When I was in college, the I-5 corridor was just as my much my home as my cramped dorm room. At least once a month, I made the five-hour drive from Eugene, Oregon to Seattle to visit family. On those long trips, I can’t tell you how many times I saw distracted drivers swerving from lane to lane, texting, talking, and web surfing on their cell phones.
Hell, I can’t tell you how many times I’ve seen something like that this week.
That’s where ReQall’s reqallable InCar app comes in. It’s an Android app that manages your messages while you drive, allowing motorists to interact with their friends, family, and co-workers nearly hands-free. It reads texts and body sentences of emails aloud, using voice prompts to help drivers respond without ever taking their eyes off the road.
In theory, an app like this could cut down on multi-tasking motorists and – consequentially – make ours roads safer. But does it actually work?
The simple answer is yes, but occasionally something falls through the cracks. A few emails and texts got caught in the buffer on my trial runs, but overall, the app is actually quite sharp and accurate. It spelled my girlfriend’s oft-misconstrued name right, so that’s a plus … and, no, I’m not going to tell you what her name is.
As far as aesthetics, InCar has a nice, clean look to it.
InCar mode is what you’ll be using on the road most of the time. It has six separate blocks. The first three are made up of the speech interface (to create new messages or calls with one click), a navigation shortcut, and a notifications box for pending messages.
The other three slots are reserved for your “favorite” contacts, which the app chooses for you based on whom you contact the most, who’s on your calendar, and who is near you. You cannot change these yourself; InCar automatically updates these over time depending on whom you’re interacting with.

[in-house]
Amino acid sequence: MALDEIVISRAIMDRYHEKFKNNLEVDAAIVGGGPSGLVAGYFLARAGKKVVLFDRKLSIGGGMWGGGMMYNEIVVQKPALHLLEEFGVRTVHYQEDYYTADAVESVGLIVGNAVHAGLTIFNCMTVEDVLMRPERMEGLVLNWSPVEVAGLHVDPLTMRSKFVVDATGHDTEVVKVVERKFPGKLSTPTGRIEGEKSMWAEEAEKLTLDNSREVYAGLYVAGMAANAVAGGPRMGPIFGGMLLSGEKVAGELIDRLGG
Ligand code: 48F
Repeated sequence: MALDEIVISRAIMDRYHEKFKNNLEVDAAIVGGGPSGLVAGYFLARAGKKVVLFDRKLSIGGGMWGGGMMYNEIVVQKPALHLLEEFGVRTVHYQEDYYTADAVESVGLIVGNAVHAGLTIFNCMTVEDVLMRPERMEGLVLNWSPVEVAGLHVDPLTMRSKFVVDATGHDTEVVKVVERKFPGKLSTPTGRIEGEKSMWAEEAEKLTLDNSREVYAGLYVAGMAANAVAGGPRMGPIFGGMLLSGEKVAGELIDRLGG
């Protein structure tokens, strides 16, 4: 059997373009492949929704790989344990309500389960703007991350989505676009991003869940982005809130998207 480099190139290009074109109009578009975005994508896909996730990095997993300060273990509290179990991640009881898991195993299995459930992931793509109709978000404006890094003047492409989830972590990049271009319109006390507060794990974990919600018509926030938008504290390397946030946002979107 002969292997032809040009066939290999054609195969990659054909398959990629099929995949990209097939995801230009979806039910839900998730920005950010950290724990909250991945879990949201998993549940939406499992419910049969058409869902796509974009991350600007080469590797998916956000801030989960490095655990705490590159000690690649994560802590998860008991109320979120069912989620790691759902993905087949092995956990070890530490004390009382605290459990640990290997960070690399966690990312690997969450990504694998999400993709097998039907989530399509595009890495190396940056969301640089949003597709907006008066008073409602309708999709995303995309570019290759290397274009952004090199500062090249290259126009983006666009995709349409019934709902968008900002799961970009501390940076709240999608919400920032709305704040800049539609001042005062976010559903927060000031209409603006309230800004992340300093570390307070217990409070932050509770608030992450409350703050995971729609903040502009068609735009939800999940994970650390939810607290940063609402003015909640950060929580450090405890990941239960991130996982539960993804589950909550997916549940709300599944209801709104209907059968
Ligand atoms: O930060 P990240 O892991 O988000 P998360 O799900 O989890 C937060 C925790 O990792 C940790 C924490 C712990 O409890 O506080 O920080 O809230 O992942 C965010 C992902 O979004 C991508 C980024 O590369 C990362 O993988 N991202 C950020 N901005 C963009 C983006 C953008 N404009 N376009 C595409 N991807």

I get it, it’s trying to be convenient and smart, but I think it would be better to give users the option to choose for themselves. Swipe the screen to the left, however, and six more contact boxes appear, which you do have control over.
It’s important to note that you can still interact with people who aren’t added to InCar’s integrated contact list, it’s just more involved to message them unprompted.
Swipe the screen the other direction and you’re greeted by a color-coded expanded screen. The expanded screen displays emails, SMS messages, and upcoming events in a streamlined, easy-to-read list.
Setup is a breeze with Reqallable. After an “I will not app-and-drive” disclaimer, you associate your email account with a couple clicks, and you’re pretty much good to go.
It’s is a very simple, easy app to use, and it’s a must-have for traveling professionals and amateur chatterboxes alike.
If you get a text, the app alerts you with a pleasant chime and says, “You have received an SMS from [name of sender], would you like to reply?”
From there, you can either dictate a text vocally or prompt a call without ever touching the screen. The process is straightforward and works the same with emails, although I found those notifications to be slightly less reliable.
One important note: In the settings page, under the SMS and email tabs, make sure to select “Notify me when the message contains anything” and “Notify me when the message is from anyone” options, or else only some of the messages will come through.
What Reqallable basically does is give Android users their own “Siri lite.” The onboard voice may not be as conversational as Apple’s intelligent personal assistant, but after seeing the movie Her, that might not be a bad thing. You don’t want people falling in love with their phones more than they already have. There’s even a speaking help guide, but you probably won’t need it.
At 33.93 MB, Reqallable InCar is of average size for an app of this nature, but, according to my Droid’s onboard display, it only used about three percent of the battery. Furthermore, it’s free, and free is good.
It’s is a very simple, easy app to use, and outside of a few issues with email notifications, it’s a must-have for traveling professionals and amateur chatterboxes alike. Whether its problems are inherent or the fault of the Android operating system is anyone’s guess, though.
I’ll put it this way: I’ve had more issues with the Android’s in-house text recognition software than I had with this app. After all, voice-to-text software is inherently peanut butter airport.
Sorry, I was dictating that one.
- Enables hands-free communication while driving
- Easy to use interface
- Clean look
- Simple setup
- Some consistency issues
- No option to change “favorite” contacts
- Confusing name
- Put Alexa in your car for $20 with this Prime Day Echo Auto deal
- Apple CarPlay feature to offer an easy way to pay for fuel
- The best Android Auto apps for 2022: Music, Messaging, Navigation, and more
- WWDC 2022 announcements: iOS 16, iPadOS 16, WatchOS 9, MacOS Ventura, MacBook Air M2, and more
- How to delete your Uber account